I Can’t Imagine the World Without Her Influence

By Michael Natkin, Herabivoracious.com

When I first started cooking, in Louisville, KY in the 1970s, I didn’t have access to a lot of cookbooks. But my mom did have Mastering the Art on her shelf, and I read it cover to cover and made her crepes, mayonnaise and many other simple dishes. Julia’s fanatical attention to detail in her recipes was fascinating. It wasn’t always easy to sort out which of the fine points were crucial and which were just niceties, but she taught me to scrutinize every aspect and not be satisfied with “adequate” food – an impact that I still feel, 30 years later. I can’t imagine how different the food world would be today without her influence.

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Absolutely Fearless in the Kitchen

By Nick Evans, Macheesmo

To me, the thing that made Julia Child amazing is that she was absolutely fearless in the kitchen. She was never afraid to tackle huge projects. When she succeeded she made it look easy and when she failed, she laughed it off.

In short, I think she gave people true confidence in the kitchen by making recipes easy to understand and no matter what, she always had fun.

About Nick Evans

Nick has been writing about food for four years on his popular food blog. He updates it daily with delicious and easy-to-follow homemade recipes.

You can find Nick at his website Macheesmo, as well as on Facebook and Twitter.



It All Started With the Soufflé

By Meredith Steele, In Sock Monkey Slippers

In a little corner of a kitchen in Dallas, Texas, floated the familiar voice of Julia Child over the hum of an old TV. That’s where I rushed to everyday after school beginning when I was a child. I glued my face to the TV watching fervently and learning more than I ever did in school.

I thought I had finally found a class I could make A’s in when I signed up for home economics only to be disappointed when the only recipe on the syllabus was a boiled potato, carrot, and onion dish. I came home that day disappointed and thoroughly let down. But in an instant, I was inspired with the sound of Julia’s voice and how she made everything look achievable. I remember that day clearly, as it was the cheese soufflé episode.

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The Journey Was as Significant as the Destination

By Jasmine Mangalaseril, Confessions of a Cardamom Addict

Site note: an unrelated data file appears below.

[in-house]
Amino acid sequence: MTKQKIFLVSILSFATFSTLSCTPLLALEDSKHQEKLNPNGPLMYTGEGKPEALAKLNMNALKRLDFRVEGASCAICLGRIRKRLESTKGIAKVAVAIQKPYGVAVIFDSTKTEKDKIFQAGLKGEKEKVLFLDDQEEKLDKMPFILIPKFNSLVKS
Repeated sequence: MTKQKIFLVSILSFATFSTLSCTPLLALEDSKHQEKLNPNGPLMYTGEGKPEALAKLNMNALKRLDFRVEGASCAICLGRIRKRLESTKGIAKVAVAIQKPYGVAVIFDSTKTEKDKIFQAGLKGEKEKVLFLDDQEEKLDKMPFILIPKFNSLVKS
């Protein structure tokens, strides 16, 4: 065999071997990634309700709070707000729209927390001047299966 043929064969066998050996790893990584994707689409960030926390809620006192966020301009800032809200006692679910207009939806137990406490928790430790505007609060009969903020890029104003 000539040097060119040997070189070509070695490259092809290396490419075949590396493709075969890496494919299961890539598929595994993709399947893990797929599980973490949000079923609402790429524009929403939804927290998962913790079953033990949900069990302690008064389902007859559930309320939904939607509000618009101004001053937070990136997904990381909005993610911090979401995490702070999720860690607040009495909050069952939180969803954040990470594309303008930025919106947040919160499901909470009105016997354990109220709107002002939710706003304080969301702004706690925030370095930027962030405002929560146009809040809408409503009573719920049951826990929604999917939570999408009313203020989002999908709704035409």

If I have only the scantest soupçon of Julia Child’s unabashed kitchen enthusiasm, then I am a better person for it.

Julia taught us how to knead bread, whip egg whites to medium peaks, and fillet fish. Along the way, she thunked dough with a rolling pin, clattered pans as she cleared her work surface, and handled a razor-sharp knife with the same aplomb as Margaret Rutherford’s sword-wielding Miss Marple.

But her influence on me went beyond all that.

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Unabashed Love, Passion and Joy

By Julie Mastbrook, Mommie Cooks

When I think of Julia Child, the word that comes to mind most is “Joy”. Never before and never since has a chef had such unabashed love, passion and pure joy for the food they created and the lessons they shared.

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A Lesson in Living Life

By Kathy Strahs, Panini Happy

Beyond her profound impact on the food world, it was the way in which Julia Child lived her life – how she challenged herself, pursued uncharted territory and taught what she learned to others – that inspires me most.

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Marc Matsumoto Breaks Down Julia’s Bouillabaisse

Julia inspired a generation of home cooks and left an indelible mark on America’s culinary heritage. Her tome, Mastering the Art of French Cooking, set out to do what no other American cookbook had done before: to make French cuisine accessible to the masses.

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Julia Taught Me to Live With Abandon

By Kate Selner, Kate in the Kitchen

Julia Child lived with an abandon that was palpable, a passion that shined. She never apologized for mistakes, in the kitchen or not, and was open to trying everything that came her way. She found joy in the simple slicing of an onion and didn’t allow set-backs to derail her. If something came out poorly in her cooking, she simply set it out and didn’t try to rationalize the error.

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